HARRISBURG, Pa. (AP) — There will be no butter sculpture at next month's annual Pennsylvania Farm Show, which had previously been converted to an all-virtual format because of the coronavirus pandemic, organizers said Tuesday.
State Agriculture Secretary Russell Redding said COVID-19 made the event too risky for the sculptors, the Farm Show staff and those involved in recording and broadcasting the event.
The butter sculpture, which usually has a theme of particular significance for agriculture or the state generally, is sponsored by the American Dairy Association North East. Last year’s butter sculpture depicted professional sports mascots.
Redding announced in August that the Farm Show would not be an in-person event, a disappointment for the hundreds of thousands who usually attend the weeklong fair.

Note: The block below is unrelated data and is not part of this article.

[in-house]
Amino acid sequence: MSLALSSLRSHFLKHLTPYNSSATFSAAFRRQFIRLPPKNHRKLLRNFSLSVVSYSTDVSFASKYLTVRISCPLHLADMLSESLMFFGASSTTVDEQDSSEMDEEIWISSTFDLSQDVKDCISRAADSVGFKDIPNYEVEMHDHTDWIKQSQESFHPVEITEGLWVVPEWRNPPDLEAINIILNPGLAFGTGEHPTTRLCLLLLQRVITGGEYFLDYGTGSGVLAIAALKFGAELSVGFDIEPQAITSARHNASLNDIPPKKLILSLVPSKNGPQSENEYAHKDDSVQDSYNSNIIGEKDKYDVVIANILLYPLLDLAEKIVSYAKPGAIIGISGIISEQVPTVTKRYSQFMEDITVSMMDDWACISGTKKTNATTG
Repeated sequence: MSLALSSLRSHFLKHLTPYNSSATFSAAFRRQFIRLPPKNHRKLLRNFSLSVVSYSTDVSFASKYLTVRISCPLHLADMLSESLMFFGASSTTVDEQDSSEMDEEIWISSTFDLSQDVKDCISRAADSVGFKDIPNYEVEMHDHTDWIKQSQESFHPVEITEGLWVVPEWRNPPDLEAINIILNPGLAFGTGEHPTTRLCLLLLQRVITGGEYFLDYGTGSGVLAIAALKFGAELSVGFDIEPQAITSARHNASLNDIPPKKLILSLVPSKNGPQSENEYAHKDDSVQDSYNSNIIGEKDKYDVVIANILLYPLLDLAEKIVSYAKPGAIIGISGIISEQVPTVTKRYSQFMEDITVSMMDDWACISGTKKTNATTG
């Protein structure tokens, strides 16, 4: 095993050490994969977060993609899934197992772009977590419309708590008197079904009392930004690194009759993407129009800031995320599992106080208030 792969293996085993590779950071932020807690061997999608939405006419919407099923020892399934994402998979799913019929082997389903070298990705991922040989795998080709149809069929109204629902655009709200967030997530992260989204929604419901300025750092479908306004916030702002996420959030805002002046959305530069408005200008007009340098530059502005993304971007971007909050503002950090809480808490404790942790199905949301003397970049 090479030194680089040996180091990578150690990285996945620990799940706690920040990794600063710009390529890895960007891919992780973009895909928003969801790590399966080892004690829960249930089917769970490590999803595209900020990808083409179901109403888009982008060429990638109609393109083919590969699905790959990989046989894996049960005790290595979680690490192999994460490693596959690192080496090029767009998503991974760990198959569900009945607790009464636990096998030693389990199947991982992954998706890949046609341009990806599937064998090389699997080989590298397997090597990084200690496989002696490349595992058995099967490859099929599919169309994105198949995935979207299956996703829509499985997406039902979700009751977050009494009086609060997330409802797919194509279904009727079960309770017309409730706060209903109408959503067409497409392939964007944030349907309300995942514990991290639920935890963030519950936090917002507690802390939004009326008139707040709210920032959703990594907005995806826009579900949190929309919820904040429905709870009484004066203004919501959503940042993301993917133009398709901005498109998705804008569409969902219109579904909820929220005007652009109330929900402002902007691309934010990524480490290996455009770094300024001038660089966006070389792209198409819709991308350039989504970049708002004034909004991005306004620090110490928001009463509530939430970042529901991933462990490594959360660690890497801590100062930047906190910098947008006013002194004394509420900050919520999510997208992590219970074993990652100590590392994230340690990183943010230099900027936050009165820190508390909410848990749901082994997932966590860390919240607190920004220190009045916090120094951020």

The Jan. 9-15 event will be virtual, with the theme of “cultivating tomorrow.” It will feature video tours and what Redding called “issue-oriented conversations that invite Pennsylvanians, wherever they are, to encounter agriculture for the first time or to see it from a whole new perspective from the safety of their homes.”
The Farm Show claims — in normal times — to be the country’s largest agricultural exposition under a single roof, with some 6,000 animals and 10,000 competitive exhibits.
The Farm Show was dramatically changed for several years during World War II, when much of the complex was devoted to war efforts. From 1943 to 1946 there were no exhibits, livestock or competitions.